Hiplok is backing our security special in the forthcoming July edition of BikeBiz – arriving with the bicycle industry from this weekend.
To mark the occasion we caught up with the co-founders of the innovative brand, Ben Smith and John Abrahams, who met while studying Industrial Product Design at Coventry University.
Ten years on, while working in the bike and design industries, they both faced the same issue that had plagued them at Uni – how to carry a secure bike lock without taking a cumbersome bag. They worked together on a solution, taking inspiration from bicycle couriers, and tested their wearable bike lock from the Californian canyons to the streets of London. The result was a unique wearable bike lock that bridges the gap between security, portability and versatility – the original Hiplok.
Today Hiplok offers a range of easy to carry bicycle locks and despite the growth of the brand, Abrahams and Smith are still very much involved in the research and development of the brand’s products. We caught up with them to find out what goes in to the design and development of bike security along with consumer tips for keeping bikes safe.
WHAT’S THE FIRST THING YOU CONSIDER WHEN DESIGNING A NEW BIKE LOCK?
The requirements of the rider. It’s important to recognise what the rider wants from the lock including how they will use it, the type of bike they ride and the price they want to pay for a lock – then we set about ensuring we deliver the most secure lock possible to fit this. Combined usability and security is key. If the rider finds the lock a hassle to use or carry then they will often not take it with them and this negates any security rating!
HOW DO YOU ASSESS THE SECURITY OF YOUR NEW PRODUCTS?
In the UK, we use Sold Secure – an independent testing company set up by the police and locksmith association. They use a range of tools and attack methods and time how quickly locks can be broken in to, thus rating manufacturers locks accordingly – Gold, Silver, Bronze. Beyond Sold Secure, there are other international testing houses and as we expand in to new markets, we are getting to know their criteria. For example, Hiplok recently gained approval from SBSC, a Nordic certification body, whose tests include extreme cold weather testing.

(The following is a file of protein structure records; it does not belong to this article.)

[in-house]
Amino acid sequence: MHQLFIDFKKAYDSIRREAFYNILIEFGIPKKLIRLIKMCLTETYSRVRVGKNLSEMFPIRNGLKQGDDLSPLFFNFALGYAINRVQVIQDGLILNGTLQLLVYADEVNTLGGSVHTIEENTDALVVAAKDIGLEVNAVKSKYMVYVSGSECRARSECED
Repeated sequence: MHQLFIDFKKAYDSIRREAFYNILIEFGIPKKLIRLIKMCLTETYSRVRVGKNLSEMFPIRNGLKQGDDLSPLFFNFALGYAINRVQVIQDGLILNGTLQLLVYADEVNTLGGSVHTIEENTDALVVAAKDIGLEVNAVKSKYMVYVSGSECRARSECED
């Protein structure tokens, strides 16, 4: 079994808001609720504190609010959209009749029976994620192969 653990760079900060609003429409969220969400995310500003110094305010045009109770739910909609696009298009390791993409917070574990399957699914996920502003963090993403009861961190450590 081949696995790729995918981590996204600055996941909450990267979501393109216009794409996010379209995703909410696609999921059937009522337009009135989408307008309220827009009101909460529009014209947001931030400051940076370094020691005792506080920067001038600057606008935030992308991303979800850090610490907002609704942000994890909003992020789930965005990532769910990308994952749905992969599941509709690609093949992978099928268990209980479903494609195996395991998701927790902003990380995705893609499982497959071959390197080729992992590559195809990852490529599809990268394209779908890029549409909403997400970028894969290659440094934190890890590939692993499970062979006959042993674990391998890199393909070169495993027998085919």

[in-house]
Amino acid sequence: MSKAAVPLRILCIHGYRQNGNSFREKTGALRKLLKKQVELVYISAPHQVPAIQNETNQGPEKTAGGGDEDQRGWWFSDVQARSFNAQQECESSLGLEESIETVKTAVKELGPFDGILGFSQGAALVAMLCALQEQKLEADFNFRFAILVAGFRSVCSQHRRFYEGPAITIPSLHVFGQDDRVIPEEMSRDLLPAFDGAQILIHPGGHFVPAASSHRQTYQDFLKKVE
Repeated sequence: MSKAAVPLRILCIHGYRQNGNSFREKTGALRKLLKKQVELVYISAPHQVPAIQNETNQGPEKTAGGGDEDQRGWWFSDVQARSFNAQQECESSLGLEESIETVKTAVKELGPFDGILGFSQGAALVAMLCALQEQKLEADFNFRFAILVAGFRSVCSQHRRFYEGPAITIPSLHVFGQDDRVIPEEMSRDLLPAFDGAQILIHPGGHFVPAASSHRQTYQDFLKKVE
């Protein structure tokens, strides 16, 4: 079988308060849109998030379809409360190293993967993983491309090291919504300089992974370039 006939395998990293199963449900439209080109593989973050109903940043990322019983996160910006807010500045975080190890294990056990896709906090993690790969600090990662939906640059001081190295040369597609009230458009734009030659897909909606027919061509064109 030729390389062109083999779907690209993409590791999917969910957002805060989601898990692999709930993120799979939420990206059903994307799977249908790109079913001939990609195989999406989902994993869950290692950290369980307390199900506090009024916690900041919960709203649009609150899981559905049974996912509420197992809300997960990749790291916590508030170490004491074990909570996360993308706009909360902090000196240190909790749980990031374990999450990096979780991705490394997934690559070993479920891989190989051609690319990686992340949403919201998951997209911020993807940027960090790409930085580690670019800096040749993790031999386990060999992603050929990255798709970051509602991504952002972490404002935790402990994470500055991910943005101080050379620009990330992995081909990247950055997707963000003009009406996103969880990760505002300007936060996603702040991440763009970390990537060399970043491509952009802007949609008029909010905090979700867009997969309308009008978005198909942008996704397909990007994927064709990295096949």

WHAT IS YOUR ADVICE FOR CONSUMERS KEEPING THEIR BIKES SAFE THIS SUMMER?
Buy a lock which fits your security needs. If you are riding in a town or city, always use a good quality chain or D lock (such as the Hiplok v1.50 or Hiplok D).
WHAT ARE YOUR TOP SECURITY TIPS FOR BIKE SHOPS TO PASS ON TO THEIR CUSTOMERS?
- Lock your bike in the most visible and populated area possible – try to avoid dark alleys away from main streets Make sure what you are locking to is secure. For example, wire fences or rusted railings can easily be cut through.
- Avoid locking to short sign posts and bollards where the entire bike and lock can be lifted up and off.
- Try to position your lock so it is awkward for a thief to attack – generally the higher a chain lock is from the ground, the more secure.
- Lock or take with you anything that can easily be removed eg. lights, saddles, quick release wheels.
ANY FINAL WORDS OF ADVICE FOR SHOPS TO PASS ON?
Insure and register the bike. Make it as easily identifiable as possible and thus more difficult for thieves to sell on without being caught. Besides catching the thief after the event, hopefully it will put them off getting their hands on bikes in the first place.